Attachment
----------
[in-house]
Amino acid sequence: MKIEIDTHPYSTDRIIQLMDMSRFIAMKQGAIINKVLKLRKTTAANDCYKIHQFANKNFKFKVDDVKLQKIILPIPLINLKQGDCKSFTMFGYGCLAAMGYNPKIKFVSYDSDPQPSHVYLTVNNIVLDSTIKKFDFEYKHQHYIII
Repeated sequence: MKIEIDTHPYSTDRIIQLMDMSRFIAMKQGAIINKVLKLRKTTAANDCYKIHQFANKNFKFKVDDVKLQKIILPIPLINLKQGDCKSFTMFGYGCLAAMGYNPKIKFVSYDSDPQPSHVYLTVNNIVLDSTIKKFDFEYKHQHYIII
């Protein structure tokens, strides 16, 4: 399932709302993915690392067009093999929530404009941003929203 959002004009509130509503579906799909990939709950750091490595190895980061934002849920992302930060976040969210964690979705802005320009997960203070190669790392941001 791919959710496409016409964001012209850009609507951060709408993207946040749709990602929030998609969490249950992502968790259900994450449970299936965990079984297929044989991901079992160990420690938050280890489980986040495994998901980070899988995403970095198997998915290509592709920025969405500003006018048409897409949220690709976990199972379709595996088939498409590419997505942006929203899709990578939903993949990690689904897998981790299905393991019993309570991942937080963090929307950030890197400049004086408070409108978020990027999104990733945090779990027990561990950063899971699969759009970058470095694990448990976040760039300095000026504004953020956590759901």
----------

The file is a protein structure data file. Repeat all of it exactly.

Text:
[in-house]
Amino acid sequence: MKIEIDTHPYSTDRIIQLMDMSRFIAMKQGAIINKVLKLRKTTAANDCYKIHQFANKNFKFKVDDVKLQKIILPIPLINLKQGDCKSFTMFGYGCLAAMGYNPKIKFVSYDSDPQPSHVYLTVNNIVLDSTIKKFDFEYKHQHYIII
Repeated sequence: MKIEIDTHPYSTDRIIQLMDMSRFIAMKQGAIINKVLKLRKTTAANDCYKIHQFANKNFKFKVDDVKLQKIILPIPLINLKQGDCKSFTMFGYGCLAAMGYNPKIKFVSYDSDPQPSHVYLTVNNIVLDSTIKKFDFEYKHQHYIII
């Protein structure tokens, strides 16, 4: 399932709302993915690392067009093999929530404009941003929203 959002004009509130509503579906799909990939709950750091490595190895980061934002849920992302930060976040969210964690979705802005320009997960203070190669790392941001 791919959710496409016409964001012209850009609507951060709408993207946040749709990602929030998609969490249950992502968790259900994450449970299936965990079984297929044989991901079992160990420690938050280890489980986040495994998901980070899988995403970095198997998915290509592709920025969405500003006018048409897409949220690709976990199972379709595996088939498409590419997505942006929203899709990578939903993949990690689904897998981790299905393991019993309570991942937080963090929307950030890197400049004086408070409108978020990027999104990733945090779990027990561990950063899971699969759009970058470095694990448990976040760039300095000026504004953020956590759901």